GD: Talking Emmys, we’re an awards website, you’ve joined us before for some of these for “Justified,” like I said before, you’re a producer so you could not only be nominated for Lead Actor but also if it gets in for TV Movie, which a lot of think it will, you’ll be nominated there as one of the producers. You’ve been nominated as an actor before but what would that mean if you got nominated along with all the other producers for TV Movie?

TO: Any nomination would be lovely. I’m not gonna kid you. It’s nice to be invited to the party. I’ve very proud of this piece. I’m very proud of the work we did, all of us, and very proud of my work. I’ll take whatever they give me. I consider it an honor. I don’t think I’m ever gonna get much better so I hope it gets it done. This is probably about all I’ve got.

GD: You don’t see another return to “Deadwood?”

TO: No, I just mean I don’t see myself getting much better as an actor or a producer so if this doesn’t get it done, I don’t know what will. I don’t know, I had a good time on this one. The work was great and it’s always nice when you’re part of something that you’re proud of.

GD: I wanna ask you about a couple of moments. Talking about David Milch’s language and dialogue, there’s one moment in this movie where you say one word and it has such an impact on me, I rewound it and watched it a couple times, and that’s the word, “Without.” You find out something’s going on in the jail cell and Dan’s gonna follow you out the door of the bar and you say, “Without,” like, “I’ve got this alone.”

TO: You know, I hate to say this, but that just might be the difference between me and McShane right there, is language. I think the line is, “With Al.” I think I’m telling Dan to stay with Al.

GD: Okay, I thought you were saying, “Without,” like, “Without any help, I can go do this.”

TO: Well, I think it’s either bad acting or bad writing. I don’t know what the problem is there.

GD: I’m gonna choose to believe it was “Without” because I loved it.

TO: It might be, “Without.” I can’t remember. Maybe I did both. I don’t know, but I’m glad you enjoyed it.

GD: I did rewind it two or three or four times. I couldn’t do that in the theater but I did when I was watching it in advance.

TO: I appreciate you.

GD: Another scene that I just thought, “This is just as good as any feature film, anything I’ve seen in years,” is the scene where you’re in the streets, you’ve got the guy by the hangman’s noose and Gerald McRaney and his two guys are on the roof, the back and forth, the way that’s directed, the way that’s edited, the way that’s acted, I just thought that was an amazing scene.

TO: I’ll just say thank you and then shut up. I really appreciate it.

GD: Let me ask you about two other quick things. By the way, happy birthday yesterday. I don’t know when exactly we’re gonna publish this but we just had a birthday. Tell us about any teaser you can give on the Quentin Tarantino movie. I know it’s about to debut overseas.

TO: What do you want? It’s Quentin.

GD: The whole plot. Tell us everything you can tell us and we’ll get a lot of clicks that way.

TO: (Laughs.) You expect me to give you the plot? Let me tell you something. You don’t want the plot.

GD: I do not like spoilers myself.

TO: I’m not trying to be a smart-ass here. I’m doing you a favor. Anyone who likes filmmaking, anyone who likes good movies and really good stories, this is one you don’t wanna know anything about it. You just wanna go in there. I don’t wanna know. If I go see a [Martin] Scorsese film or if I go see a Quentin film or if I buy a Bob Dylan album, I don’t want anybody to tell me what to expect. I just wanna turn it on and discover it. That’s the difference between artists like that and the rest. The rest, you’re like, “Is it any good? Because I’m thinking of going.” But then there’s certain people, you don’t wanna know. You gotta go see it. You wanna go in with nothing and just be swept up into it.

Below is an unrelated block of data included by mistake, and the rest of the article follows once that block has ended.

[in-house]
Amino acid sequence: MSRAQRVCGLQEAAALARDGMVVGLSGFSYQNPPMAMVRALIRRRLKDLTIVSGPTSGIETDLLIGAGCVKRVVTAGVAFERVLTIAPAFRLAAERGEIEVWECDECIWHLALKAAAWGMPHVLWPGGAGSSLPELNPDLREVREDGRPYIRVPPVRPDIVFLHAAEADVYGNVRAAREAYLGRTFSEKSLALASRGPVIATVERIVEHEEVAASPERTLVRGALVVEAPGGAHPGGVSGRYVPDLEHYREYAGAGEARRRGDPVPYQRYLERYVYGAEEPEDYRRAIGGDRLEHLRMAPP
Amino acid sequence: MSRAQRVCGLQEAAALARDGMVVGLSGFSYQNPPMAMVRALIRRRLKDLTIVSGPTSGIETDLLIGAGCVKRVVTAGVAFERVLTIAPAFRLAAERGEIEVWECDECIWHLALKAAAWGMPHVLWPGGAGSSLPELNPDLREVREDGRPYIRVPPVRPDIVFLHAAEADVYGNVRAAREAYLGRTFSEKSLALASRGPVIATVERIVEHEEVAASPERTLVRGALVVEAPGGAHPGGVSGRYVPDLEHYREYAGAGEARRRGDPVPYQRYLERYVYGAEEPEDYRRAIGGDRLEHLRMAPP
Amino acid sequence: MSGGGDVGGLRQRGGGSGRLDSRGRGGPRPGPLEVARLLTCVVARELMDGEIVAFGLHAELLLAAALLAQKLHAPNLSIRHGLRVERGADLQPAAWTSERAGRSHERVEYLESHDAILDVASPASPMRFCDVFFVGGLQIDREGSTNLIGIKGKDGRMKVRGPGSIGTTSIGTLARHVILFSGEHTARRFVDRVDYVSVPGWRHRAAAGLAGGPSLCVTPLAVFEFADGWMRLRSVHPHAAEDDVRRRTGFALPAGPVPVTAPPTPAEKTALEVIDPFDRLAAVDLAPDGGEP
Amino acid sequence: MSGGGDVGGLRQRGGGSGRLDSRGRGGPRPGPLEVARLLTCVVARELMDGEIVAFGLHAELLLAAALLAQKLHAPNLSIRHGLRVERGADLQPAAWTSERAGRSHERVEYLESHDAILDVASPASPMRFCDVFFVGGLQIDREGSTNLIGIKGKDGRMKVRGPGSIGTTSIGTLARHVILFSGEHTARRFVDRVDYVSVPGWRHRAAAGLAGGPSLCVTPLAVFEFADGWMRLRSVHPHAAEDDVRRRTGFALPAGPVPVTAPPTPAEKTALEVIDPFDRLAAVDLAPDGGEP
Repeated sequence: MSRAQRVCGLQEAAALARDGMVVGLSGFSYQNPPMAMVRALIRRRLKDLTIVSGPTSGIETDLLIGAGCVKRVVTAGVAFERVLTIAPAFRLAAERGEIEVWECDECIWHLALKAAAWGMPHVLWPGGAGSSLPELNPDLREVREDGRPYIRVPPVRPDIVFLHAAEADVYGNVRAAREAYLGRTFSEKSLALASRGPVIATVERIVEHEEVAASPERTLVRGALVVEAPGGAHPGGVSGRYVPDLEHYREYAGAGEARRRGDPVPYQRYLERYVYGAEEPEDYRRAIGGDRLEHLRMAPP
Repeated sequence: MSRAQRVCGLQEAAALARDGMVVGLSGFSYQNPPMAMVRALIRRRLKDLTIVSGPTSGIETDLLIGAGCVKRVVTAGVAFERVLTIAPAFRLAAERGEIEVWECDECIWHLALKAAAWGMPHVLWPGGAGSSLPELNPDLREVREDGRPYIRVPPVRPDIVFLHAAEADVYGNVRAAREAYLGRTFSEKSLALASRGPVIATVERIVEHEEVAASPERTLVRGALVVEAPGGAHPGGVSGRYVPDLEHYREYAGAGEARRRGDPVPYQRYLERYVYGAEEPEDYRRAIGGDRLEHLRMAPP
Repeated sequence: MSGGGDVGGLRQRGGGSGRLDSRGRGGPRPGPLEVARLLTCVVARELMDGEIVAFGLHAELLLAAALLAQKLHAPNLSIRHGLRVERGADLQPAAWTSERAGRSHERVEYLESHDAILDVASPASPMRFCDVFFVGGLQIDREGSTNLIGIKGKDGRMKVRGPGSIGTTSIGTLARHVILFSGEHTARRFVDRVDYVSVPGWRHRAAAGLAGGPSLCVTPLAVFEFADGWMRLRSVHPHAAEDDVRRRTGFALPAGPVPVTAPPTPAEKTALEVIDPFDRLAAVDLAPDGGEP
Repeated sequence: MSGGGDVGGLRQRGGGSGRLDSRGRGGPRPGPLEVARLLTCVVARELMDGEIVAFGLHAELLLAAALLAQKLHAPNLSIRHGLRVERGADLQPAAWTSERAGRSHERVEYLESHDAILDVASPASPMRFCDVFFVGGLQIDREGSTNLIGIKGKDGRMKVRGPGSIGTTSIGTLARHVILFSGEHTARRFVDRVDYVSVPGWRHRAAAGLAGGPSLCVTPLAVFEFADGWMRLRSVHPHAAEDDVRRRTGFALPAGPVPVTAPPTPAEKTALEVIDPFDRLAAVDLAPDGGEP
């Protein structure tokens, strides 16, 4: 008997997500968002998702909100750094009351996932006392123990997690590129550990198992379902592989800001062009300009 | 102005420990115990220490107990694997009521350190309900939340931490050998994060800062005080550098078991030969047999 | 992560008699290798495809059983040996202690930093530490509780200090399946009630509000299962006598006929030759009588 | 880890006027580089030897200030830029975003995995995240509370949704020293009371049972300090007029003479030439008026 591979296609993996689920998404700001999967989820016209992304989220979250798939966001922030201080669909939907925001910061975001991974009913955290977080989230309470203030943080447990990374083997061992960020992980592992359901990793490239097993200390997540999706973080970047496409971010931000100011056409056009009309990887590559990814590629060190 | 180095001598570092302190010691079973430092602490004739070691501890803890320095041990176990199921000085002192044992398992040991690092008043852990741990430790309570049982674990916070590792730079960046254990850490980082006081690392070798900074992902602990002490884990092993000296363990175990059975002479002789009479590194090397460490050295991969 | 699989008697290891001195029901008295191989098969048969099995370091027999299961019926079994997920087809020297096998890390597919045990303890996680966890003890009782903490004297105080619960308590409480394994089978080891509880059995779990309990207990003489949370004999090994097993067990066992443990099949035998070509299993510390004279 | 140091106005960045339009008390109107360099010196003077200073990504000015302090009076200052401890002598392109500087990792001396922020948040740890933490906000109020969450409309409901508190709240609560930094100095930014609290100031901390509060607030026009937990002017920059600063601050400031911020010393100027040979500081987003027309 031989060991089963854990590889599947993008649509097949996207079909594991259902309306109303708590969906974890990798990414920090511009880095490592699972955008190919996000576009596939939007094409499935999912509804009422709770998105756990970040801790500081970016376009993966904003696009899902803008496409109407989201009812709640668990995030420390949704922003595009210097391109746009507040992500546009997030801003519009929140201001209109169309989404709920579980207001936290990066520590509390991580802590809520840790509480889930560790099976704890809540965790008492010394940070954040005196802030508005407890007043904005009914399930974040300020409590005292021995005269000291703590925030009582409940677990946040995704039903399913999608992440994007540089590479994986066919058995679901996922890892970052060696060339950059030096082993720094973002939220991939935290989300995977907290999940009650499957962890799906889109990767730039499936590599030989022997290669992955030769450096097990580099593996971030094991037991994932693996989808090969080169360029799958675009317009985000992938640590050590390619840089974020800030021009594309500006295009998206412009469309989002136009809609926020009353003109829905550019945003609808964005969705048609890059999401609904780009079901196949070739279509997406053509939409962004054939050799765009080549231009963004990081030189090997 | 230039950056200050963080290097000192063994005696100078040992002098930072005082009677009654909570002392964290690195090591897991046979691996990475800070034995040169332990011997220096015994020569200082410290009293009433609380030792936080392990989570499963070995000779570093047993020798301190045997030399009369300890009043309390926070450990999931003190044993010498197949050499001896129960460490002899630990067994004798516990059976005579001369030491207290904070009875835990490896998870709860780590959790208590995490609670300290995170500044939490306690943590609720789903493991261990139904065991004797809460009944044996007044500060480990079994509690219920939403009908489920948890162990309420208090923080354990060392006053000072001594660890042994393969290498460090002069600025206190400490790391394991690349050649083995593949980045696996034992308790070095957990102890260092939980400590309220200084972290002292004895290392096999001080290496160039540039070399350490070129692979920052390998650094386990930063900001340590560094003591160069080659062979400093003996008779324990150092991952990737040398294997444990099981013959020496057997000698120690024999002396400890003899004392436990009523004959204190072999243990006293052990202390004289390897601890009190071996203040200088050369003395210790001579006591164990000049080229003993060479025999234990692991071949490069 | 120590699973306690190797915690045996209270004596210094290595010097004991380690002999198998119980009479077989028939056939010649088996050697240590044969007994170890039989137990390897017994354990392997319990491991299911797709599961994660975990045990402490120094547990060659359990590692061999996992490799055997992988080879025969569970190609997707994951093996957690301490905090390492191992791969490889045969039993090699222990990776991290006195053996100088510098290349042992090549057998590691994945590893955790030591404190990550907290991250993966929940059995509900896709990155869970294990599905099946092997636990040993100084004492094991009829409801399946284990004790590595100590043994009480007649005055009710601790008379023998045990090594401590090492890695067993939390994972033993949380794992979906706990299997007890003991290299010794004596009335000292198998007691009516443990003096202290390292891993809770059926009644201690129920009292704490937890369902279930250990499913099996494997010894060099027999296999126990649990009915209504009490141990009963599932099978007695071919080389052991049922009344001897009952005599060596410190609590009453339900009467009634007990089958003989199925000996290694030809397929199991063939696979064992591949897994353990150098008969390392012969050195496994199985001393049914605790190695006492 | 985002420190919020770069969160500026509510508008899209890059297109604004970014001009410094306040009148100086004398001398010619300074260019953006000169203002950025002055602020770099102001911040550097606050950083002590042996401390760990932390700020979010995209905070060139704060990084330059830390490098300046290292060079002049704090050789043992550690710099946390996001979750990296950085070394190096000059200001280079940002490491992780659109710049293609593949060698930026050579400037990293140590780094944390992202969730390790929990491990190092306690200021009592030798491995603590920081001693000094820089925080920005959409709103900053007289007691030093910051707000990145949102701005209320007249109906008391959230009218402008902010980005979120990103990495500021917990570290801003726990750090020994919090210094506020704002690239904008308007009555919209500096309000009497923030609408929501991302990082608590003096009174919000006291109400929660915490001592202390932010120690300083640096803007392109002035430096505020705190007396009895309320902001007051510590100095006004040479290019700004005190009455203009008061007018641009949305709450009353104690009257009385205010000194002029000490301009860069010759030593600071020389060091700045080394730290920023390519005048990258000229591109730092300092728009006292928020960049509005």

GD: Well at least tell us you had a really good time doing it.

TO: Oh my god, I can tell you anything you want as far the process goes. You know how we’re talking about these awards and whatnot, I’m not gonna kid you that that’d be lovely, but getting invited to go work with Quentin, that’s as good as it gets. It’s all you wanna do. You don’t give a shit about anything else. You just wanna show up. I think at the end of the day, you hope that your work reaches out to people like that. You hope that you’re doing something that you’re trying to communicate, have a conversation, have a dialogue with filmmakers like him, so when you get the call, it’s just the most rewarding experience and every day on the set with him is just pure joy. I’m not gonna say he ruins it for you because it’s just gonna be really tough to match that kind of experience. He’s unlike anything I’ve ever been around. He shows you ways to make films that you didn’t know were possible. You didn’t know a set could be like that. You didn’t know the process could be like that. He’s really, really special and his love and his passion for filmmaking is just evident in every moment you’re on that set. I’m really lucky between people like David Milch or Quentin, did a play with Kenny Lonergan two years back, worked with Larry David last year. All those people, I put them in the same kind of bunch. They’re very special.

GD: Well, good luck with “Deadwood.” I know everybody’s about to watch that on HBO. We’ll see you with Quentin later on in the summer. Thanks so much for joining us today.

TO: You’re very, very kind. I appreciate your time and I appreciate the kind words. It’s nice to hear. When you make these things, you know you’re making them for an audience so it’s nice to hear that the audience appreciates it. It means a lot. Thank you.